Leukaemia Care successfully campaigns for access to a new treatment for patients with cGvHD in Scotland

Leukaemia Care campaigns for the Scottish Medicines Consortium (SMC) to approve belumosudil (Rezurock) on the NHS in Scotland.

Last updated: 10th July 2023

Leukaemia Care today welcomes the news that the Scottish Medicines Consortium (SMC) has approved the use of belumosudil (Rezurock) on the NHS in Scotland. It is available for a period of 3 years initially, whilst more data on how well it works is collected. It will be used for patients aged 12 and over with chronic graft-versus-host disease (cGvHD) who have received at least two prior lines of systemic (whole body) treatment.

Once more data on the treatment has been collected, the use of belumosudil will be reviewed. We will report if access to the treatment changes in the future. 

How was Leukaemia Care involved in the decision to approve this treatment?

Leukaemia Care worked alongside the charity Anthony Nolan to gather data, patient experience and put together a written response to the SMC before making their decision. We focused on why belumosudil could be beneficial for patients when compared to the existing treatments currently available in Scotland.

We highlighted that many patients that are due to receive their third therapy for GVHD are likely to be battling multiple, significant side effects already, such as severe inflammation of their eyes and skin.

As such, we argued that a quick and effective third line therapy is needed to reduce the most significant side effects and control the impact and severity of GvHD. As some patients currently continue to be referred onwards to 4th and 5th line therapies, belumosudil holds the potential of resolving or managing a patient’s advanced chronic GvHD without further treatment interventions.

What is Graft versus Host Disease?

Graft versus Host Disease (GvHD) happens when a particular type of white blood cell, called T cells, in the donated stem cells or bone marrow begin to attack the patients’ own body cells. This happens because the donated cells (the graft) see the patients’ own body cells (the host) as foreign and start to attack them.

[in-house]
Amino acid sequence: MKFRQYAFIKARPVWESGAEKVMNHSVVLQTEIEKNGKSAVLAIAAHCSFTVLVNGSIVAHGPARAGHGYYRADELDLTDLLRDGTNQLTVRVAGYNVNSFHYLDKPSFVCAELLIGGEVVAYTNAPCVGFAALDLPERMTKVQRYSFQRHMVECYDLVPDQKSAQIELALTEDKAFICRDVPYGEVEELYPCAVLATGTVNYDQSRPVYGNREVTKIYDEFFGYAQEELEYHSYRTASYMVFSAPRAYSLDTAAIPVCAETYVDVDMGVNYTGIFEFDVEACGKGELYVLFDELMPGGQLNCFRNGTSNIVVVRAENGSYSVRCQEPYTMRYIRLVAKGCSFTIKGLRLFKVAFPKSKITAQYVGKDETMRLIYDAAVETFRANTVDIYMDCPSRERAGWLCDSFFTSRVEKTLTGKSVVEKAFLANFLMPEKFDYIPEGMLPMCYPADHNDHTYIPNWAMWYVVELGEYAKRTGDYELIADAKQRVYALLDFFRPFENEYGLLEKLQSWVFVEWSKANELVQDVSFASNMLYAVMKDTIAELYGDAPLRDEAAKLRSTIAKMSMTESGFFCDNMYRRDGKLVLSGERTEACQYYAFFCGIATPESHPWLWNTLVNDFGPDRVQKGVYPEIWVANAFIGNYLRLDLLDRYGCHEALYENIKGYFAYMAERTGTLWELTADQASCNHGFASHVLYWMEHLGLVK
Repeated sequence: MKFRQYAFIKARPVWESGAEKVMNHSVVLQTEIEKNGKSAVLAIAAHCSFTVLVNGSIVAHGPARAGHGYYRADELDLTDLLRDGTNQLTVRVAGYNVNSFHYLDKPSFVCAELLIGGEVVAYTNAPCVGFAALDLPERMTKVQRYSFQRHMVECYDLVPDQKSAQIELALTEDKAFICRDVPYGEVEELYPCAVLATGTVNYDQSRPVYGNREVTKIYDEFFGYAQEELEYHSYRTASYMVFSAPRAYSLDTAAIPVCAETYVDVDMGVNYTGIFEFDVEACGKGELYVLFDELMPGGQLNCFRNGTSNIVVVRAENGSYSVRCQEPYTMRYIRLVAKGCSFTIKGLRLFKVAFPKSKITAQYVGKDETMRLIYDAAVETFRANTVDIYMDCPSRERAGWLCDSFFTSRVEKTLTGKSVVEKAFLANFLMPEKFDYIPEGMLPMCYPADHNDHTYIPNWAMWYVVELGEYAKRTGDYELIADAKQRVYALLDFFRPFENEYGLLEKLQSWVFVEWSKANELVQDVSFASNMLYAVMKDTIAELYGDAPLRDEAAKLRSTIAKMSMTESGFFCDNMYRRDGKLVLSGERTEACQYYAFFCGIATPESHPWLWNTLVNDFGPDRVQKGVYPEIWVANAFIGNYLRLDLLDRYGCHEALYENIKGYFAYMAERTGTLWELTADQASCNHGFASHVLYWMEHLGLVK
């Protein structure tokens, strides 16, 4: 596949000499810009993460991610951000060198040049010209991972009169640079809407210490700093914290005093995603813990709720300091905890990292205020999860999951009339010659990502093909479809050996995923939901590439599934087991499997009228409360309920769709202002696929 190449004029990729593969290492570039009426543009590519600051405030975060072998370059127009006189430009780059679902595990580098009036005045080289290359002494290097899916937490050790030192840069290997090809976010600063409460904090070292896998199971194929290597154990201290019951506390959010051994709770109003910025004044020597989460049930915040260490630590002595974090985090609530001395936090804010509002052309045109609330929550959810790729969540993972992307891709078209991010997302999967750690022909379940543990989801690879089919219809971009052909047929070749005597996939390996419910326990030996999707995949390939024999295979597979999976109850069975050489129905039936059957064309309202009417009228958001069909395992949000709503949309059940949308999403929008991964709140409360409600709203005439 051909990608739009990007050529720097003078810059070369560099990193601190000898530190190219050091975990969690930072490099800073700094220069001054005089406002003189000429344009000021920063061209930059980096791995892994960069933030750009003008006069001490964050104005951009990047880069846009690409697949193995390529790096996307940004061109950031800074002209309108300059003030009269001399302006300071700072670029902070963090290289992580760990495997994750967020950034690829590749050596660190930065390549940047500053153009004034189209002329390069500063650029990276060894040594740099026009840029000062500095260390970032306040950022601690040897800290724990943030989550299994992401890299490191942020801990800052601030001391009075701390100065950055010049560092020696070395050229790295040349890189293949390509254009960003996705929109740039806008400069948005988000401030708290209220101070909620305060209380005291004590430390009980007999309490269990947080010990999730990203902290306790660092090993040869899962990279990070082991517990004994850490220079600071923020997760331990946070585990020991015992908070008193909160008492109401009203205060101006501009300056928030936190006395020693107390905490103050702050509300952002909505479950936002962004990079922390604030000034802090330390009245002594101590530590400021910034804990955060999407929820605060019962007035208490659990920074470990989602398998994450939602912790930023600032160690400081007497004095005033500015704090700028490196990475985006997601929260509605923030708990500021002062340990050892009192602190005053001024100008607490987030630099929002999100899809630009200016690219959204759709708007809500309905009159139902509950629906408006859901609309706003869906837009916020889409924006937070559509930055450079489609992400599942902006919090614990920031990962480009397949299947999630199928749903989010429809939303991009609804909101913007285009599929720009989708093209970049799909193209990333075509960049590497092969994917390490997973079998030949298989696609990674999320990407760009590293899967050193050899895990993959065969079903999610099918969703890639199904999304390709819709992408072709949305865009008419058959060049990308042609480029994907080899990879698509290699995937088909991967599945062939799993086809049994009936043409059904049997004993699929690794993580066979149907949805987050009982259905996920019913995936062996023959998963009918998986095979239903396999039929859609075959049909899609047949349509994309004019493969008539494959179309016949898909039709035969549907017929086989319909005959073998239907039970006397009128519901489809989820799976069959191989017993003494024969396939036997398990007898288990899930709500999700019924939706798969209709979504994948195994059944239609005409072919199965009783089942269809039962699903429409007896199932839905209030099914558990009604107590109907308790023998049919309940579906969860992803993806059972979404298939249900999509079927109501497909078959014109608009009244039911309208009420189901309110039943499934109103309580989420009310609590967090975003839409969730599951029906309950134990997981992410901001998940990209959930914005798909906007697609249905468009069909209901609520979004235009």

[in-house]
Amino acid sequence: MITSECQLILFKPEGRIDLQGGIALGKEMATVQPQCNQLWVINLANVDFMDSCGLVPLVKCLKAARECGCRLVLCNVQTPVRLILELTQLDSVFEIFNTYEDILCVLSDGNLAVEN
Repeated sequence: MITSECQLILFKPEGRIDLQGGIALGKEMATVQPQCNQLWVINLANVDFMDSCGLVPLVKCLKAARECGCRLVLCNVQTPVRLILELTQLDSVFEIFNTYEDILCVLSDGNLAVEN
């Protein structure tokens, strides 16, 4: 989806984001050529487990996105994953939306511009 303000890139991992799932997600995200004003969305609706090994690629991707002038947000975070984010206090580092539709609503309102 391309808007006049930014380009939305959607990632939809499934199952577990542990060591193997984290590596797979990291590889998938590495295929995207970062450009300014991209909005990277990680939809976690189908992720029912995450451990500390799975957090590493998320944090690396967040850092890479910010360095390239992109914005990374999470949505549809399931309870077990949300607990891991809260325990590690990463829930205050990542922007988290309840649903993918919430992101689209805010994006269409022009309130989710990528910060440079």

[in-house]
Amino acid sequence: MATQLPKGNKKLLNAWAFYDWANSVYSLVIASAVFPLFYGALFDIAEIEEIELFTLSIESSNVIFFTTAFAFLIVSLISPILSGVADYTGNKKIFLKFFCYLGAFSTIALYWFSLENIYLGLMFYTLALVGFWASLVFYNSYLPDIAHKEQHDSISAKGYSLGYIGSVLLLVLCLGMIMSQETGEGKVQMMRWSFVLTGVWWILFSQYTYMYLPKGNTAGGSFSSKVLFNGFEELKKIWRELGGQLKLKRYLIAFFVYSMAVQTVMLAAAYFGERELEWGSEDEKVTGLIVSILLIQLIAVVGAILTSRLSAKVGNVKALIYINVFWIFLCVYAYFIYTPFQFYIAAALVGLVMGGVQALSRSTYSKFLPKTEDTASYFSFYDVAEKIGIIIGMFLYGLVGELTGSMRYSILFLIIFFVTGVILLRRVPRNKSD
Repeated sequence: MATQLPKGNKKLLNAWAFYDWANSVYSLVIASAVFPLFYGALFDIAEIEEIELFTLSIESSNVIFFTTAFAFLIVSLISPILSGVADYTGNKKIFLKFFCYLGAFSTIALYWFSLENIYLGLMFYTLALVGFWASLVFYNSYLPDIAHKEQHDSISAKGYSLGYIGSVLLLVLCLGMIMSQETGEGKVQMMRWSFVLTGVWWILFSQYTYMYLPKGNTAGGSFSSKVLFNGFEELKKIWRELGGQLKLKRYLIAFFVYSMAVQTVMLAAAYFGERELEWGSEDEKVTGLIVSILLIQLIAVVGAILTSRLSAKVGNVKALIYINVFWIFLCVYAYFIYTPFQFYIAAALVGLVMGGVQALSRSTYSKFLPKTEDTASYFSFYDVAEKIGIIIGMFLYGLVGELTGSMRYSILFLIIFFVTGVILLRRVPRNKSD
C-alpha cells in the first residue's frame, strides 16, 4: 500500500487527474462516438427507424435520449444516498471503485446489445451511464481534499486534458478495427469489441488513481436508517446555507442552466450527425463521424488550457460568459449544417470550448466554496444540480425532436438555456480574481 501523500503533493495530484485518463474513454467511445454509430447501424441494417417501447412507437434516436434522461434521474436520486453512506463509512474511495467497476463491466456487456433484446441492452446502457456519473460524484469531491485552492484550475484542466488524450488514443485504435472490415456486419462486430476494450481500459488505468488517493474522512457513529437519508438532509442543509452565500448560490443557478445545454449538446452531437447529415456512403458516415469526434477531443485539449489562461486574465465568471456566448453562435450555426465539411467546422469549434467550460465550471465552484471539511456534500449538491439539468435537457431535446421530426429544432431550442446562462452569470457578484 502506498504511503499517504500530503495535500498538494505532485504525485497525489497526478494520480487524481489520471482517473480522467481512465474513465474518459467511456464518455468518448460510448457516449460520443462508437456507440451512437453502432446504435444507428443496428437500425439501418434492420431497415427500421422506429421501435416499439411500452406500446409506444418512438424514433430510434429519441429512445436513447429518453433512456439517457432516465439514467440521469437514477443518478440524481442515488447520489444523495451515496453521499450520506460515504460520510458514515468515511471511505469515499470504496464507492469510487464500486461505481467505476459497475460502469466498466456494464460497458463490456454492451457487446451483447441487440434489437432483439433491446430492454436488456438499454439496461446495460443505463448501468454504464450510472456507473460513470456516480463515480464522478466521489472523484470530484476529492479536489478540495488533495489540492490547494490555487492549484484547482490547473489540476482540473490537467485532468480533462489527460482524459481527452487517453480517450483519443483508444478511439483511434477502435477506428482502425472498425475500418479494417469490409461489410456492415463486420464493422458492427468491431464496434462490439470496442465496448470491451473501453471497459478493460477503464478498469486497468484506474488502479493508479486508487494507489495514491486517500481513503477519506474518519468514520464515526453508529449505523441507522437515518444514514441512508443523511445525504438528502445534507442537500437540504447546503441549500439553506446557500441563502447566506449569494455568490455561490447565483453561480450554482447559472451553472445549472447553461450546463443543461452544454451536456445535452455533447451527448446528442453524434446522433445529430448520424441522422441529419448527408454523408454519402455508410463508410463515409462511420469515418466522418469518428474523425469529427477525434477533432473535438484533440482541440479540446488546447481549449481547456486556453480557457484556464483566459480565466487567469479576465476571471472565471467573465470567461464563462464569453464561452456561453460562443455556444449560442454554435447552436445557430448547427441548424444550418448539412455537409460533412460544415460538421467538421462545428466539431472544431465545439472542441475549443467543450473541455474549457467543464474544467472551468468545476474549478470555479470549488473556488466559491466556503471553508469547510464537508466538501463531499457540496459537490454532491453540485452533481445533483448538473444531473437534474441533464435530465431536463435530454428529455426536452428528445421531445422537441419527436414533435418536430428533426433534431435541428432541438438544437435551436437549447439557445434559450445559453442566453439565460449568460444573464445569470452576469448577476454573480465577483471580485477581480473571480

Chronic GvHD tends to develop more slowly than acute GVHD. Chronic GvHD symptoms can often include skin rashes, mouth sores, dry eyes, liver inflammation, the development of scar tissue in the skin and joints, and damage to the lungs.

Although many patients with chronic GvHD experience mild to moderate symptoms, a small number of patients can develop more severe symptoms. 

Why is the approval of this treatment important for patients?

Before the approval of belumosudil, the only other treatment recommended in Scotland for managing chronic GvHD for patients who have received two prior lines of therapy was Extracorporeal Photopheresis (ECP). ECP involves removing blood from the patient, treating the blood with chemicals to remove the white blood cells causing the GvHD, and then returning this blood to the patient. 

ECP can take up to 4 hours and can also require patients to attend hospital twice a week every two weeks. This process can last 6 months or longer and with only 2 health centres in Scotland that can provide this treatment, patients may have to travel long distances to receive ECP. 

Belumosudil is a new treatment that is likely to improve patients’ experience of treatment and quality of life, due to its convenience and the option to possibly take it at home.

Belumosudil comes in the form of a tablet that patients take once a day. Patients we spoke to expressed a preference for oral ‘at home’ treatments that allowed them to spend more time away from the  hospital. This treatment could be of benefit to patients’ well-being by allowing them to spend more time with family, friends, and continue a normal social life. 

This new treatment could also remove the financial burden on patients and their families, who have to take time off work to travel with the patient to hospital appointments if they are receiving ECP.

Clinical trials have suggested that belumosudil is well tolerated in comparison to existing treatments available in Scotland. Patients we spoke to highlighted the extremely unpleasant side effects of many of the currently available treatments and wanted new treatments that have less serious and unpleasant side effects.

If you have any further questions about the drug announcement, our team is here to help. Email them at advocacy@leukaemiacare.org.uk.

Travel

A holiday is usually a time of relaxation, but after a blood cancer diagnosis, you may find it harder to find a travel insurance company that will cover you. It can be difficult, but planning your trip more carefully can help you feel more relaxed, leaving time for you to enjoy your holiday.

Read More